·         If you are assembling in a single component that does not move relative to any component in the top-level assembly, then any method will work.  I recommend using the Rigid connection for consistency.

·         If you are assembling in a single component that must move, then use one of the traditional mechanism connections (pin, slider, etc.).

·         If you are assembling in a sub-assembly that does not have any mechanism connections within it, then a Rigid connection or a Weld connection will both work, but the Weld connection will allow you to also calculate reaction forces.  A Rigid connection will not.

·         If you are assembling in a sub-assembly that has mechanism connections within it, and where it connects at the top level must be able to move, then you should use traditional mechanism connections (pin, slider, etc.).

·         If you are assembling in a sub-assembly that has mechanism connections within it, and where it connects does not have any motion, then you should use a Weld connection.

LESSON SUMMARY

Rigid and Weld connections both assume that no motion is necessary at the location in which the component is assembled.  For sub-assembly usage, the choice of using Rigid versus Weld will depend on whether there are internal mechanism connections.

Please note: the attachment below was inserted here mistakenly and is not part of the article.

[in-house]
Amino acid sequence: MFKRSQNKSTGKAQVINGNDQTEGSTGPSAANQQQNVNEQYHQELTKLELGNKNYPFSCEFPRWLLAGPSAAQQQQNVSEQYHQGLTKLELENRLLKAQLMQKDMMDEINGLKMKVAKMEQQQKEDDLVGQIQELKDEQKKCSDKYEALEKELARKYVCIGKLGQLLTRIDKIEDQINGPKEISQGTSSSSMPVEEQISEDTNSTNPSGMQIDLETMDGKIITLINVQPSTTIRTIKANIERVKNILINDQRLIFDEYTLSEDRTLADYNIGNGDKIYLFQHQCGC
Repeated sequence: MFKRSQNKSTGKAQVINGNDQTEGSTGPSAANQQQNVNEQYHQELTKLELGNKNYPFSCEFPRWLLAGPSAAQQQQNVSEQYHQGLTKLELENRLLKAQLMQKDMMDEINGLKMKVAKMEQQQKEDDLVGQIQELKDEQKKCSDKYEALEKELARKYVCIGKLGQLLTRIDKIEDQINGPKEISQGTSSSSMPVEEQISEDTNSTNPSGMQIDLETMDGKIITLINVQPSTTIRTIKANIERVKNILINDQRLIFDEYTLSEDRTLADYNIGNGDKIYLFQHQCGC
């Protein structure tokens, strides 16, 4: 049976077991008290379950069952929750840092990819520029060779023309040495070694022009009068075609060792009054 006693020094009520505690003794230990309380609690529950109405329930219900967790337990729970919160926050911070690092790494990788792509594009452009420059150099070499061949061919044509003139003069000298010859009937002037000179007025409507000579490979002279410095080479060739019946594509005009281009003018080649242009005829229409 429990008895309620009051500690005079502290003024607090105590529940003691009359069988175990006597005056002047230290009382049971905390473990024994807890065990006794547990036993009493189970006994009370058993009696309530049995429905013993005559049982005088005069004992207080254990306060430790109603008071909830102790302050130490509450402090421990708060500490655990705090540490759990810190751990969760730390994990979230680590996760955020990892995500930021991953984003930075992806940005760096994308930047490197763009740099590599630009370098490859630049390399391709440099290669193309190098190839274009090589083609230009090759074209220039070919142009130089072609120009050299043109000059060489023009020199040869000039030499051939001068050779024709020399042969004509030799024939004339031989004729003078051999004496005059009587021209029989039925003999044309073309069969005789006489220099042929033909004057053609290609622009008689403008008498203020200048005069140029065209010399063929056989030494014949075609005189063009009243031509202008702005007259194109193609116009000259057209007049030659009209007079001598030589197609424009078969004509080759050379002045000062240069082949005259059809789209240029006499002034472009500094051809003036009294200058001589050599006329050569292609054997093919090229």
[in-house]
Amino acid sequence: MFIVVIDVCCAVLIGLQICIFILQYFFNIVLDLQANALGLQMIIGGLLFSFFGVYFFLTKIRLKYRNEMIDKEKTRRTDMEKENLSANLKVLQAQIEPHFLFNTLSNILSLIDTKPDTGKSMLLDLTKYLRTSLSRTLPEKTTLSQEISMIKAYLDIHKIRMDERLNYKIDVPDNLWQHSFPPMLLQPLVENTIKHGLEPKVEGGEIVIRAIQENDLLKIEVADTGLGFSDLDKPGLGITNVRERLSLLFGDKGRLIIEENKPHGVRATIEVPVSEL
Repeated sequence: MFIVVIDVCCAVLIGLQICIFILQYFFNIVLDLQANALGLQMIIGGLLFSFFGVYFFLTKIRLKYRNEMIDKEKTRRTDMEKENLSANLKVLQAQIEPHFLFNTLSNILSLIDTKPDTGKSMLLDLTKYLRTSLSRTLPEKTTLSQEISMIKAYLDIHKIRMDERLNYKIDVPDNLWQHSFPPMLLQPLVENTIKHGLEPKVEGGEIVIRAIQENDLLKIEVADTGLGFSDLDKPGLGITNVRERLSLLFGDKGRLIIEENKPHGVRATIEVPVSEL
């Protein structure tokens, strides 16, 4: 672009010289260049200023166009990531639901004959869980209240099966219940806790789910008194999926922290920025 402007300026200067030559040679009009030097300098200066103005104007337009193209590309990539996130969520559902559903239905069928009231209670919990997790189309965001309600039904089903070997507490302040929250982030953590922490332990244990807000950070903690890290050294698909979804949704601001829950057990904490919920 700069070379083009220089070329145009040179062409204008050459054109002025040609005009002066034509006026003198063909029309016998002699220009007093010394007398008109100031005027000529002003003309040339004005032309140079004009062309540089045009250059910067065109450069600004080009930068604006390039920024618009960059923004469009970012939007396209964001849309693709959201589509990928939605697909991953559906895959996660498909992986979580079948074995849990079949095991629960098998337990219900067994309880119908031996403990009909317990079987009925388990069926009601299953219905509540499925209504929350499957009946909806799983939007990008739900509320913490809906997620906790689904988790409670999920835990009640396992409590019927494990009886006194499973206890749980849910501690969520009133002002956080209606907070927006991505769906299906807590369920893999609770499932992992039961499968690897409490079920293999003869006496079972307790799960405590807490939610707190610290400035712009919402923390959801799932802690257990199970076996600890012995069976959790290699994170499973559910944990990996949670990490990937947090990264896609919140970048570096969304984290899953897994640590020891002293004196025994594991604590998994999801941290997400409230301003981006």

Any time a component (whether it is a sub-assembly or a single part) is assembled at locations where motion will occur, you should use traditional mechanism connections, such as pin, slider, planar, etc.

To use the Weld connection, you must have a coordinate system for the component and the assembly.  These coordinate systems will be aligned.

EXERCISE

Open up the assembly entitled RWEX.asm.  It currently contains a sub-assembly that represents a completely welded frame, called RWEX_CABINET, as shown in the next figure.

We are going to assemble some additional sub-assemblies and some individual screw components until we get the following completed assembly.

The top-level BOM would look like the following:

·         RWEX.ASM

o        RWEX_CABINET (QTY 1)

o        RWEX_LHINGE (QTY 2)

o        RWEX_RHINGE (QTY 2)

o        RWEX_PANEL (QTY 2)

o        RWEX_SCREW (QTY 8)

The two hinge sub-assemblies (RWEX_LHINGE and RWEX_RHINGE) contain pin constraints that allow them to rotate.  The panel sub-assembly (RWEX_PANEL) does not contain any mechanism connections.

Use only Rigid or Weld constraints to assemble the individual components and sub-assemblies.  Use the drag operation to validate that all of the hinges rotate properly.